Five weeks after his big-money transfer to Manchester City, Wilfried Bony is ready to play his first match for the English champions and give manager Manuel Pellegrini a selection dilemma up front.
Bony became one of the most expensive African players of all time when he joined City from Swansea for a reported 28 million pounds ($43 million) last month.
However, his involvement in the African Cup on Nations with Ivory Coast – the winner of the tournament – meant City has had to bide its time before playing the Premier League’s most expensive signing in the winter transfer window.
That moment should arrive when Newcastle visits Etihad Stadium for a match that second-place City cannot afford to lose if it is to stay in realistic contention of catching Chelsea, which holds a seven-point lead with 13 games remaining.
Pellegrini may be tempted to start Bony, given the striker has scored three goals in his last two games against Newcastle.
”It’s not easy because I’ve just arrived from Africa and I will have had five days of training before we play Newcastle,” Bony said. ”I have to take it step by step and wait for the right opportunity to present itself. If I am needed, I have a good record against Newcastle.”
Bony’s arrival – and the return to City of his international teammate, midfielder Yaya Toure – means Pellegrini will have to tinker with his attack for the last few months of the season.
The Chilean coach has largely done away with his favored 4-4-2 formation in recent months to ensure his midfield isn’t over-run. That has often led to Sergio Aguero playing on his own up front, but it is likely that Pellegrini will eventually pair Aguero and Bony in attack. It remains to be seen who the fall-guy will be in midfield.
City has won only one of its last four league games at home, helping Chelsea pull clear again after having an eight-point lead wiped out by the champions this season.
Chelsea is at home to relegation-threatened Burnley, while the weekend’s standout match sees Southampton host Liverpool – two teams fighting for Champions League qualification.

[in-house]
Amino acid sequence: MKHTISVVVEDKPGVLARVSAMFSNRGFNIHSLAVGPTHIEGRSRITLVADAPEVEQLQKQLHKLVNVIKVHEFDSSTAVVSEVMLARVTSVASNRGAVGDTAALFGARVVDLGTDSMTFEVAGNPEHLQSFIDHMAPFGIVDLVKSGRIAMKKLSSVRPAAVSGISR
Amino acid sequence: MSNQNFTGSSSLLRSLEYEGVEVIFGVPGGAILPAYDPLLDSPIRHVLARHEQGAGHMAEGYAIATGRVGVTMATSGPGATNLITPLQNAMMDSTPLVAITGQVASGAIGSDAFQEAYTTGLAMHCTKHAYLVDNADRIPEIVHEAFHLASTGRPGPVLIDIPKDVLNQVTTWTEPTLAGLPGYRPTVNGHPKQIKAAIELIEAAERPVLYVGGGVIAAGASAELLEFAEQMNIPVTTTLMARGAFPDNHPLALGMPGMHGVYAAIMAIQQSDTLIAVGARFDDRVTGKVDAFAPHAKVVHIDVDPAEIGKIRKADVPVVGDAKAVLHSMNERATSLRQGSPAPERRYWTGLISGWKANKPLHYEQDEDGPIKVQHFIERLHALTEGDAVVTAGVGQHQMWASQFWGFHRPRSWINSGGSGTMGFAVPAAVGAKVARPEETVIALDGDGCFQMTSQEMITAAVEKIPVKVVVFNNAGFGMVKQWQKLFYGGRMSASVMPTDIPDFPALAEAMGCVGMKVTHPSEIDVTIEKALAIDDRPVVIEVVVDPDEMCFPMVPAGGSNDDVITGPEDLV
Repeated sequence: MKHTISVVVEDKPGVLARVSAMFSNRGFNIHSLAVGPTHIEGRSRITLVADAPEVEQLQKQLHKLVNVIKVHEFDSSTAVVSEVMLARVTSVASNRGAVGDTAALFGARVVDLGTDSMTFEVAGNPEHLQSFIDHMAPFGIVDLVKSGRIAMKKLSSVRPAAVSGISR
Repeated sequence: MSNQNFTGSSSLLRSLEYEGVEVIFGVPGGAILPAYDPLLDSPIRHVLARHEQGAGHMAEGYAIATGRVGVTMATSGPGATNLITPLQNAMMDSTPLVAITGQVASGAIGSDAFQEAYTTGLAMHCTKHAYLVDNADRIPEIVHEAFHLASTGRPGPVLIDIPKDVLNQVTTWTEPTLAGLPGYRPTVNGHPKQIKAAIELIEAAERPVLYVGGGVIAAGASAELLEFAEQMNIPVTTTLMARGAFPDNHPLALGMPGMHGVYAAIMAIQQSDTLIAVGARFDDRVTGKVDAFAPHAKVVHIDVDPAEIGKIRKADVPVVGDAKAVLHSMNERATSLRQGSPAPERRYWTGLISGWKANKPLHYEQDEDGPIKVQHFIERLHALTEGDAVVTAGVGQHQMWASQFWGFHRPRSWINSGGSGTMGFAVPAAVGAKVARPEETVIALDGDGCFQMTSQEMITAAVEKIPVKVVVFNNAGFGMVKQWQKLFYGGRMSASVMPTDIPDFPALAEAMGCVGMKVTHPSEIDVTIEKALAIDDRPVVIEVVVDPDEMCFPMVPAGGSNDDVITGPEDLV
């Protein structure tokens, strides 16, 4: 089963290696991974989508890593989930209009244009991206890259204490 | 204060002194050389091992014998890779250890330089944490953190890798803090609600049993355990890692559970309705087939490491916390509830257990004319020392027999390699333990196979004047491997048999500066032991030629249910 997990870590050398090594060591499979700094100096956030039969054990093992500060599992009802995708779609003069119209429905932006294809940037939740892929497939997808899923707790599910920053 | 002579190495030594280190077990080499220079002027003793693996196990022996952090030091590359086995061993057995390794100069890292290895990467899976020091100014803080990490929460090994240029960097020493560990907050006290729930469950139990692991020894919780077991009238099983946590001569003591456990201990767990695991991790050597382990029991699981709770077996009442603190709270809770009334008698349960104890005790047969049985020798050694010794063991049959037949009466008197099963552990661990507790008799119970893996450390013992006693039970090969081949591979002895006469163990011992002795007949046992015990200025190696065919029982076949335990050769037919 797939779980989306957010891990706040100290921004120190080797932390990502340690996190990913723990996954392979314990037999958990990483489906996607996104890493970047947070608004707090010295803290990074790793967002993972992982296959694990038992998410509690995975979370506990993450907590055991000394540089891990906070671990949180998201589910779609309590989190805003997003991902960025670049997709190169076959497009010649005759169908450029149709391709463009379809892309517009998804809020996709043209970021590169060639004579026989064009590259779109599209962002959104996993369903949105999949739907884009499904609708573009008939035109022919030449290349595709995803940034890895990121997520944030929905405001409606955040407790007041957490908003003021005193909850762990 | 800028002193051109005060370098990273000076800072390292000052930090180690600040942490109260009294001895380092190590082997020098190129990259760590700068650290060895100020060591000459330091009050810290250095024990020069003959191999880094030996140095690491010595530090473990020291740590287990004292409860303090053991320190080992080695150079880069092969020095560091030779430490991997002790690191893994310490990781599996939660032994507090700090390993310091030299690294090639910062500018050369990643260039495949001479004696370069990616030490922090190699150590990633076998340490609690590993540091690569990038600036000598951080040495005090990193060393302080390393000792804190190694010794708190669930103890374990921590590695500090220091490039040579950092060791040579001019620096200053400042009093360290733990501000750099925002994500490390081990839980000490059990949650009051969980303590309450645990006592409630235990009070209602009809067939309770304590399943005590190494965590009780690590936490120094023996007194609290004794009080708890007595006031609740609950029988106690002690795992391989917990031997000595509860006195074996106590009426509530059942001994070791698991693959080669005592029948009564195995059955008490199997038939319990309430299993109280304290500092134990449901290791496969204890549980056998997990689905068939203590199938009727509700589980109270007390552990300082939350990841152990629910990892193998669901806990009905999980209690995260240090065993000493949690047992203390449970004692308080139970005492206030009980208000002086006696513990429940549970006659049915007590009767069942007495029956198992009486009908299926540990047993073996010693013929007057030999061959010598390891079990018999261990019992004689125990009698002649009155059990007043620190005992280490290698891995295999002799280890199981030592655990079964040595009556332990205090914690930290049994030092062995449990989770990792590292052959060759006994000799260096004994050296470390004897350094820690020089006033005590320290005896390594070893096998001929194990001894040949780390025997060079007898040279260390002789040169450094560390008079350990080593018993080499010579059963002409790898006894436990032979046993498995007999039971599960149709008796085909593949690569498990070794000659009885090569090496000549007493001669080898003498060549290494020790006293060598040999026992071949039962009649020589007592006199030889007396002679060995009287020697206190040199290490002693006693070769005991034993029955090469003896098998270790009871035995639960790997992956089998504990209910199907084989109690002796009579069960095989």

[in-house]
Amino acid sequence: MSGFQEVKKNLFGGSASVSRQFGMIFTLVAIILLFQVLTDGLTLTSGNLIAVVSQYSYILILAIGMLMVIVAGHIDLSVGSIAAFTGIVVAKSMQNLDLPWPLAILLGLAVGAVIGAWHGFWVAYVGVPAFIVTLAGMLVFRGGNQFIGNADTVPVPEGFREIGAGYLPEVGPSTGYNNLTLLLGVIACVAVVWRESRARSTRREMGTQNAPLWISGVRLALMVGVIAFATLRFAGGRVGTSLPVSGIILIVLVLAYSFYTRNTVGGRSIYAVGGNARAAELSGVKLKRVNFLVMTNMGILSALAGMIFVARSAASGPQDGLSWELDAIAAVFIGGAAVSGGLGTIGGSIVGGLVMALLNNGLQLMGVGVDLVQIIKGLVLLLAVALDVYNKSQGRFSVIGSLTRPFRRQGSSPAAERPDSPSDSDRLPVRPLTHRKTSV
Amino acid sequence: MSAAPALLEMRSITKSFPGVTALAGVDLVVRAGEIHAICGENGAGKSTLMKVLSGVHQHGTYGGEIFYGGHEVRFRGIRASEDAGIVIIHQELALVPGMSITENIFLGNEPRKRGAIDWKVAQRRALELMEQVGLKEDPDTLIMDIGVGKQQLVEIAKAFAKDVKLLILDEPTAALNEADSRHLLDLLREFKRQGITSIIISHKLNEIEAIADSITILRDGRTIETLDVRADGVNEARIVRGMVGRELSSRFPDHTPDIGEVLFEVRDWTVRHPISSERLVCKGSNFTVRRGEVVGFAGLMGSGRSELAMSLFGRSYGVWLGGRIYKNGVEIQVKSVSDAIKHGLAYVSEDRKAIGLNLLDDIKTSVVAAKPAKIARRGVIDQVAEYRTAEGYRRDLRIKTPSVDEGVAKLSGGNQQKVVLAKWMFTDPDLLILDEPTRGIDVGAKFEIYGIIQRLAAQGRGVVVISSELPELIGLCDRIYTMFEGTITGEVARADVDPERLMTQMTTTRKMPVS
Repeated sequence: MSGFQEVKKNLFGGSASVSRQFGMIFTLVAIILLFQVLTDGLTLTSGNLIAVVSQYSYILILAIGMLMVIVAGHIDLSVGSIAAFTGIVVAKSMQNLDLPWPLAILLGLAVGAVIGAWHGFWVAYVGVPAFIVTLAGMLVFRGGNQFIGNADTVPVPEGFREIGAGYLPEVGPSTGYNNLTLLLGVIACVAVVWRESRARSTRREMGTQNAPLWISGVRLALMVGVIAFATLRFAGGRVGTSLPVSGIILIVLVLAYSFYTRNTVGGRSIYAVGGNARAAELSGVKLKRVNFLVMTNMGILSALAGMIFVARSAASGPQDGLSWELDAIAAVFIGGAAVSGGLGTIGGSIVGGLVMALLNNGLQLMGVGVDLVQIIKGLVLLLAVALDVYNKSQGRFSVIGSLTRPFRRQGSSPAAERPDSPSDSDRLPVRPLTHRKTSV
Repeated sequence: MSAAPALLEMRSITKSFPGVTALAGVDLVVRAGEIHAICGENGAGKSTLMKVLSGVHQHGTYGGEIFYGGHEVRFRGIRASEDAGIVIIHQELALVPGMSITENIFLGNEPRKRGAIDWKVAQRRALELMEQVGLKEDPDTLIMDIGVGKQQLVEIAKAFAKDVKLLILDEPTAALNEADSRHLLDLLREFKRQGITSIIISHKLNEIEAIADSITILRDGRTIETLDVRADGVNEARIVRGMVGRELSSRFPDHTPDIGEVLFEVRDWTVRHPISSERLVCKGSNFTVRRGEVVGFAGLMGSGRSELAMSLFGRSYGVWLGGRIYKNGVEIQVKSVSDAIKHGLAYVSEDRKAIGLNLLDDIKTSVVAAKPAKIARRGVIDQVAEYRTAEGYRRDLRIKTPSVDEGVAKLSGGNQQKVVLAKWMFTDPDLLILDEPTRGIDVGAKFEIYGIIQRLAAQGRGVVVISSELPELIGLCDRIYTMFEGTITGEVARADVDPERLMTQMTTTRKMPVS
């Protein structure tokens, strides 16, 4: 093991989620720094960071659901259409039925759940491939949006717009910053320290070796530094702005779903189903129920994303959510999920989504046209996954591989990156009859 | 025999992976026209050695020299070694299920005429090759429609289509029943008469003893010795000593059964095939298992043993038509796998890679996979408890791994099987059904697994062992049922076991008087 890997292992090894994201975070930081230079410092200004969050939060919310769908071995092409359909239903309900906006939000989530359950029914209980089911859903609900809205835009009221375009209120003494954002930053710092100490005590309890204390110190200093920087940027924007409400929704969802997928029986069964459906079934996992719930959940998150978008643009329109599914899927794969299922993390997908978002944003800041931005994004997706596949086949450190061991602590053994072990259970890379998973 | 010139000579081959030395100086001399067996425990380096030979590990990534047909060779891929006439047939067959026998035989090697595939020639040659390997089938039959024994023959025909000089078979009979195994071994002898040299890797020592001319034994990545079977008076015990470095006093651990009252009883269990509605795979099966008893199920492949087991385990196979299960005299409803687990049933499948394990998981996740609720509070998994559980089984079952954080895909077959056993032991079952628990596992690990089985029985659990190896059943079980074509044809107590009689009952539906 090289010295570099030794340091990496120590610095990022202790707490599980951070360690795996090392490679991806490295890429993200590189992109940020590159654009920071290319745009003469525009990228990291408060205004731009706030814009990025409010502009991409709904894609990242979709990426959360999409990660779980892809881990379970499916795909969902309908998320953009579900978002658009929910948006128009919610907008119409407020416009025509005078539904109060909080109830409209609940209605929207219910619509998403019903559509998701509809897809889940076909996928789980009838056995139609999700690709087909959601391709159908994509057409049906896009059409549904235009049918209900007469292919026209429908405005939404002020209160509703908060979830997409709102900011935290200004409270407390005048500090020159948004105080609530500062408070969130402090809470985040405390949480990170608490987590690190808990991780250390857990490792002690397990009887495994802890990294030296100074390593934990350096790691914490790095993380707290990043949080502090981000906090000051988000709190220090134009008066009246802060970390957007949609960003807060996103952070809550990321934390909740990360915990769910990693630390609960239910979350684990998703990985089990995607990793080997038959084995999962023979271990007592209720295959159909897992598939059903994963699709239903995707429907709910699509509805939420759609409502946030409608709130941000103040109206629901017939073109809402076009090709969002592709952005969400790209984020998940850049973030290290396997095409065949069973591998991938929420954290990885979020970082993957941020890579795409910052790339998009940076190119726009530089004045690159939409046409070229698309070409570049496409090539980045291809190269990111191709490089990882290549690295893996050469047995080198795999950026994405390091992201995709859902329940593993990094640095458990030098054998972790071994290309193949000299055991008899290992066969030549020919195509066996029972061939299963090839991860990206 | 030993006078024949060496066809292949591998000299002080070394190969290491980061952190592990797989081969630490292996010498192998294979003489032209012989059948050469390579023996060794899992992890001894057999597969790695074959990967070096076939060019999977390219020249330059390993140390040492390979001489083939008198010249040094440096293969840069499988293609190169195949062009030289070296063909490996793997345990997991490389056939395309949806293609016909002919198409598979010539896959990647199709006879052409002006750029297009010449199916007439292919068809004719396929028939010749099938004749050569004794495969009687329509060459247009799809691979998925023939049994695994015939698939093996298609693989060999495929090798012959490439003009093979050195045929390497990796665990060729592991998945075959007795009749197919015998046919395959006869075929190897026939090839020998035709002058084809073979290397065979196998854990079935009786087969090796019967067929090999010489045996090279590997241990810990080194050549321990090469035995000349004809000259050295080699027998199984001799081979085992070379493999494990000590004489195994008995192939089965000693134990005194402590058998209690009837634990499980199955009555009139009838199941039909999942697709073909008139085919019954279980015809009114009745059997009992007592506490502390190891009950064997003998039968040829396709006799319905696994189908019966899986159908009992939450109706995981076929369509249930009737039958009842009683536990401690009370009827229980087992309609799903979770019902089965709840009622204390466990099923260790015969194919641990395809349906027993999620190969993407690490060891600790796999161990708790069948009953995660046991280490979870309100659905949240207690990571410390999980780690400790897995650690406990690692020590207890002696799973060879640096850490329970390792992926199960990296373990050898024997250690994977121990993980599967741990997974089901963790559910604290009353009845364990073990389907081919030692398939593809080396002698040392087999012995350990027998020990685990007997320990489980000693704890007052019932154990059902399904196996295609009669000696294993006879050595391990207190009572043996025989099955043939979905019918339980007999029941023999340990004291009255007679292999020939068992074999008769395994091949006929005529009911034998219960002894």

Here are some more things to know about this weekend’s matches:
After two months playing in central midfield, Wayne Rooney reverted to his usual position as a forward for the FA Cup match against Preston on Monday.
He found the net – albeit from the penalty spot – to end a nine-game streak without scoring, but he might find himself back in midfield for
United’s trip to Swansea on Saturday as striker Robin van Persie is fit after an unspecified injury.
United has received criticism for its performances in recent weeks, but has lost just once in 19 games and is third in the league – five points behind City.
Gus Poyet is the latest manager under pressure in the Premier League – and he has attempted to repair his fractured relationship with disillusioned Sunderland fans by writing an open letter on the club’s website on Thursday.
”I promise you that I care and want to win as much as you do,” Poyet wrote, ”and no one thinks more time every day about the team than I do. So I invite all of you to stay positive, to be strong, closer to each other and keep believing in what we started.”
Sunderland is 15th, two points off the relegation zone, and lost at home in its last game to a Queens Park Rangers side which had previously lost all 11 of its away games.
After that game, Poyet appeared to offer a dismissive account of the style of football desired by Black Cats supporters. Sections of Sunderland’s fans chanted, ”Gus Poyet, it’s always our fault” during the team’s humiliating FA Cup loss at third-tier club Bradford on Sunday.
Tim Sherwood officially takes charge of his first game as manager of Aston Villa on Saturday in its home game against Stoke. Villa has dropped into the bottom three and is on a five-match losing run.
Four points separate fourth-place Southampton and seventh-place Liverpool when they meet at St. Mary’s Stadium on Sunday. Fifth-place Arsenal is at Crystal Palace and sixth-place Tottenham hosts West Ham.